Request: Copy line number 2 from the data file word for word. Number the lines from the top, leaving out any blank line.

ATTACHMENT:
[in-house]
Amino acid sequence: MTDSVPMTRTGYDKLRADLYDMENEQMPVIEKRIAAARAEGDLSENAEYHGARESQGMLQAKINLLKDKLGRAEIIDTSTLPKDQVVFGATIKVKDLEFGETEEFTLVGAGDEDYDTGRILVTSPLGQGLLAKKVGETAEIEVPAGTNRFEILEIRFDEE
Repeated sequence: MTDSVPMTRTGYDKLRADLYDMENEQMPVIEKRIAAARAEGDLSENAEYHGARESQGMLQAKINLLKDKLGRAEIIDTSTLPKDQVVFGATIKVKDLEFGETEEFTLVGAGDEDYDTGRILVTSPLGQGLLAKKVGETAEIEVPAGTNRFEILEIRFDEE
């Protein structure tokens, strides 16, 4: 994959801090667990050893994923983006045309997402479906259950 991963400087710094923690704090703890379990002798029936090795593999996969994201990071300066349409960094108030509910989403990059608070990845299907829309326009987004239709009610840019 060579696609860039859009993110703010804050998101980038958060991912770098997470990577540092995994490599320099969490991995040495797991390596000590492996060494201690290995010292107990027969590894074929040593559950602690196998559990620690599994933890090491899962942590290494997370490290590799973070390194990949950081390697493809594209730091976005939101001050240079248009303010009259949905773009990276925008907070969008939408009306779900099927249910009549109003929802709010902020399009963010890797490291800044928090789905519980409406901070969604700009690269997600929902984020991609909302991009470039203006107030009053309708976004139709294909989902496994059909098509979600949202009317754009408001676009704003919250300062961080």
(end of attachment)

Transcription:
Amino acid sequence: MTDSVPMTRTGYDKLRADLYDMENEQMPVIEKRIAAARAEGDLSENAEYHGARESQGMLQAKINLLKDKLGRAEIIDTSTLPKDQVVFGATIKVKDLEFGETEEFTLVGAGDEDYDTGRILVTSPLGQGLLAKKVGETAEIEVPAGTNRFEILEIRFDEE